Does Elderberry Help With Colds?

Elderberries are the dark-colored fruit of the Sambucus tree that contains clusters of elderflowers and bunches of tiny berries that appear blue, purple, or black (via Cleveland Clinic). Native to Europe, both the flowers and the berries of the Sambucus tree are edible; however, elderberries must be cooked before they can safely be eaten, as they can be toxic when consumed raw, causing nausea, vomiting, and diarrhea.

Fortunately, elderberries are perfectly safe to eat once they have been cooked, and they have long been used for both baking and medicinal purposes. That's because they're full of powerful antioxidants and can help boost your immune system. As a result, they've been touted for their ability to help treat illnesses like the common cold and the flu and have even been turned into cough syrups and medicinal lozenges (per the Cleveland Clinic). But do they actually work?

Elderberries may reduce cold and flu symptoms

While further research is needed, studies have shown some promising signs that elderberries may be able to help reduce and alleviate cold and flu symptoms (via Verywell Health). Although elderberries can't cure or prevent an infection, they can help reduce its longevity and minimize its effects. According to a 2019 study published in the journal Complementary Therapies in Medicine, elderberry supplements can significantly reduce upper respiratory symptoms of the cold and flu.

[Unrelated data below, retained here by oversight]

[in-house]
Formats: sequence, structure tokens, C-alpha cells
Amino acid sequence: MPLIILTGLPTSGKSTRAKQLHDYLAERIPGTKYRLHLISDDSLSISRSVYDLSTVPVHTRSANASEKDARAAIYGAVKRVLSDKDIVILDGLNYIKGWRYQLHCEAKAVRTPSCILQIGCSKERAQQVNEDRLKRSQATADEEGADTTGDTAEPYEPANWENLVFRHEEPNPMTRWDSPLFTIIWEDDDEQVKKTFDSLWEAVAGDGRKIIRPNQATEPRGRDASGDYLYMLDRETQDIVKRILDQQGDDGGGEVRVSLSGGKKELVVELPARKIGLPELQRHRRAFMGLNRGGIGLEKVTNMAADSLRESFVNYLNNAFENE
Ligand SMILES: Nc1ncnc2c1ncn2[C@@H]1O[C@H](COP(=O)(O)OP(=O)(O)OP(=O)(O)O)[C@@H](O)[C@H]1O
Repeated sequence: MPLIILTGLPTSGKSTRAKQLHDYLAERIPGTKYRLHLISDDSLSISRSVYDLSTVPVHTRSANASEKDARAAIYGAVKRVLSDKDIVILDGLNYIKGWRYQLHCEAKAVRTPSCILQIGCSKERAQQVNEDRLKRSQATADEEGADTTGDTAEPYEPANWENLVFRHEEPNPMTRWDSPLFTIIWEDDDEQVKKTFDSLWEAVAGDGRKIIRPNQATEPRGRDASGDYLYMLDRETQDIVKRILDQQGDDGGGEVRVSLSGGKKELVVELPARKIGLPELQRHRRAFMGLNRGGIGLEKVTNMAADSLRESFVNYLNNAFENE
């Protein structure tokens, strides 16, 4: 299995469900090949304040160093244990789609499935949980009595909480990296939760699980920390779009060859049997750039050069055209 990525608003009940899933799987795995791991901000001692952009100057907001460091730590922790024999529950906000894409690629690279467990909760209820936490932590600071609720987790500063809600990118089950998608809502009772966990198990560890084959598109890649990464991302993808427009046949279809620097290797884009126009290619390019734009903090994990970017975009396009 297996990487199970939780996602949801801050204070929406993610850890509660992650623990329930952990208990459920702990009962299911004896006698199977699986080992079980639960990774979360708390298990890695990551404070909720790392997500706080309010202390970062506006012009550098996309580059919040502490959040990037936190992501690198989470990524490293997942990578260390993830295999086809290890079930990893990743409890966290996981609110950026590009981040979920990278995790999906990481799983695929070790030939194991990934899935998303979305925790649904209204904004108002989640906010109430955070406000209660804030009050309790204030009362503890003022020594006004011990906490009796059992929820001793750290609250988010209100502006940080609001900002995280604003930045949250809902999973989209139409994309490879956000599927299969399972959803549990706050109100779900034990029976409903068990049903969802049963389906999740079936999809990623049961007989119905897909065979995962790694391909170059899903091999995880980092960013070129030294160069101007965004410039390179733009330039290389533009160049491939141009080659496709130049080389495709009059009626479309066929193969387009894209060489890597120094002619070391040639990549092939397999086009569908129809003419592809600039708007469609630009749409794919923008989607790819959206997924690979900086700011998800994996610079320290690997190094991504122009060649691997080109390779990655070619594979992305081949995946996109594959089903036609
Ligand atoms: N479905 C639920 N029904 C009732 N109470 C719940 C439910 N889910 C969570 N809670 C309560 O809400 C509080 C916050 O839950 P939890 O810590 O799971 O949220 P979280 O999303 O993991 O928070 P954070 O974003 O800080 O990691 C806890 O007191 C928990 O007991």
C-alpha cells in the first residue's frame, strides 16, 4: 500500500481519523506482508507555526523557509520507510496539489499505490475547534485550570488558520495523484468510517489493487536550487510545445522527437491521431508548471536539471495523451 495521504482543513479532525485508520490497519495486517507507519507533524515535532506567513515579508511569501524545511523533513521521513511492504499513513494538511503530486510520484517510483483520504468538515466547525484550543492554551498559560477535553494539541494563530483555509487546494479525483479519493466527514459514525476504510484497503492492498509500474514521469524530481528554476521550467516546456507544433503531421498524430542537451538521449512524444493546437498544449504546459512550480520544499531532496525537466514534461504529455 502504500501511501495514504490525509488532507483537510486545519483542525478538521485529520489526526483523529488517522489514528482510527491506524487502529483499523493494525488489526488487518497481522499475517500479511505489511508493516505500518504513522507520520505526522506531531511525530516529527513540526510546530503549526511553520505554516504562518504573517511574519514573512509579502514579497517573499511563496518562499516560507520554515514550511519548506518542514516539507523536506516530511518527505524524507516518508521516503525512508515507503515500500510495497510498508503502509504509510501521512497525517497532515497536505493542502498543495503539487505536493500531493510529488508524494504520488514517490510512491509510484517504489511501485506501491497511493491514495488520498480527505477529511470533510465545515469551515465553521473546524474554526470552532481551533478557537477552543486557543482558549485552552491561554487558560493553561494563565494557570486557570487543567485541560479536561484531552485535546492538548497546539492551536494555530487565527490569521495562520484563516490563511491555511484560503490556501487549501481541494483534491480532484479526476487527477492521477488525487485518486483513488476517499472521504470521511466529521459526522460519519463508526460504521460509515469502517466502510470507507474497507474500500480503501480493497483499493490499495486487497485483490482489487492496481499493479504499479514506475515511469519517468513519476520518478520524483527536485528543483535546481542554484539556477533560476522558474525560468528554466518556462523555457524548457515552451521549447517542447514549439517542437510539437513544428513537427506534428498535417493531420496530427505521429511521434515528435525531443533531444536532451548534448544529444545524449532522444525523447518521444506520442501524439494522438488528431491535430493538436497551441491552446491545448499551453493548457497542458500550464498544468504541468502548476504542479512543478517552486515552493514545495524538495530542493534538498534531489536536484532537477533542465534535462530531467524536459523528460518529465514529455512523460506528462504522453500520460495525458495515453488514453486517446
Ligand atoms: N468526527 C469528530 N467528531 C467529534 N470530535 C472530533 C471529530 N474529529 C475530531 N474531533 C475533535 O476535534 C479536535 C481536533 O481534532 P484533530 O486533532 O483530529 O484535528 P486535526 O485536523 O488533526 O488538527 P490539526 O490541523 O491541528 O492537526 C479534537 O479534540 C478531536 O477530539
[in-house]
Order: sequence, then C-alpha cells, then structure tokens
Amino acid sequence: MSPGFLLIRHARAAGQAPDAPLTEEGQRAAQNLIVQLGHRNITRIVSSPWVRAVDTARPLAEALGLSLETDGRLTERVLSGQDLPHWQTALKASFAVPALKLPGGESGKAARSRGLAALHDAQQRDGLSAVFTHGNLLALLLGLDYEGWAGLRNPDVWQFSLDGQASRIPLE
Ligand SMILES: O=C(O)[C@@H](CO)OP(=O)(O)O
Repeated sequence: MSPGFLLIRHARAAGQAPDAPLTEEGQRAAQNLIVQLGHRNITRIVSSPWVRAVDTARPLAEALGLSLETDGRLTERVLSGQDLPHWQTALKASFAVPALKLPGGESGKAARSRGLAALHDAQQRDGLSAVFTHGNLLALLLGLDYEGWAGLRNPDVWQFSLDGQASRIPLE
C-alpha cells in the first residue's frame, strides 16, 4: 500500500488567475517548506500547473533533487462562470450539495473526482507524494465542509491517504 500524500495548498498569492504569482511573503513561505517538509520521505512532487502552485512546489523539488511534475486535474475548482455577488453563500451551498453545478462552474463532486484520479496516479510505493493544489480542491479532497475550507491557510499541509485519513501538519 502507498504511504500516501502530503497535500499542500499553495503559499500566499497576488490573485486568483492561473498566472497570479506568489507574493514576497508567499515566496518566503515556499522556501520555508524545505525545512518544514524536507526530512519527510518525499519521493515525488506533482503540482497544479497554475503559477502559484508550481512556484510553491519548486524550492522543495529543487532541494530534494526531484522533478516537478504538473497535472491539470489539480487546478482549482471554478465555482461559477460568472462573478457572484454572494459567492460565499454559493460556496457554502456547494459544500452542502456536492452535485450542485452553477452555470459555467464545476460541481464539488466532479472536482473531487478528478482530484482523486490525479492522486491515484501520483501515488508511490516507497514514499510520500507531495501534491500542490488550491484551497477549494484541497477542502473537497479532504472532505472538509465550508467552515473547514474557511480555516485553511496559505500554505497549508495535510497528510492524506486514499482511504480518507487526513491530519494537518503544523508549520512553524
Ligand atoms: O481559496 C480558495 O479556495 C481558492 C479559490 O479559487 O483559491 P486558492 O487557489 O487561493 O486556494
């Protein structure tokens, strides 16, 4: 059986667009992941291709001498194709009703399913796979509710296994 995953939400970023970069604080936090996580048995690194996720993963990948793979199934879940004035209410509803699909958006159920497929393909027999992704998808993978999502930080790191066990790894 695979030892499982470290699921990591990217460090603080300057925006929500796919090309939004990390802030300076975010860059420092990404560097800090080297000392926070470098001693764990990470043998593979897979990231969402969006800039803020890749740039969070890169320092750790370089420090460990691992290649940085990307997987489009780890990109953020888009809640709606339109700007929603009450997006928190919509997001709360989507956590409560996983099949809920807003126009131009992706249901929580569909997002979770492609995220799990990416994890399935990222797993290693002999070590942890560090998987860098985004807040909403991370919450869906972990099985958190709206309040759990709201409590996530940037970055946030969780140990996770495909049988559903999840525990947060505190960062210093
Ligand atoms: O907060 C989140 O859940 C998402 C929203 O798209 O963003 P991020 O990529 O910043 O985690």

"Elderberry has a respiratory impact, mainly — it slows the replication of the virus, and because of that people may get less sick," Dr. Marc Goldstein, the chief of allergy and immunology at Pennsylvania Hospital, told Women's Health. Goldstein explains, "It doesn't prevent the infection from happening, but at least with common colds, people tend to get better sooner, with less severe symptoms." Another clinical study from 2016 published in Nutrients had similar findings; researchers studied the effects of elderberry extract on 312 airline passengers and found that those who consumed the extract 10 days before and five days after their flight had, on average, shorter and less serious colds.

Other studies have drawn opposing conclusions on the effectiveness of elderberry on colds and flu. A 2020 study published in the Journal of General Internal Medicine found no benefit of elderberry extract on the duration or severity of the flu on 43 of 87 participants aged 5 and over. These findings suggest further research is still needed to confirm whether or not elderberries can alleviate symptoms of the flu.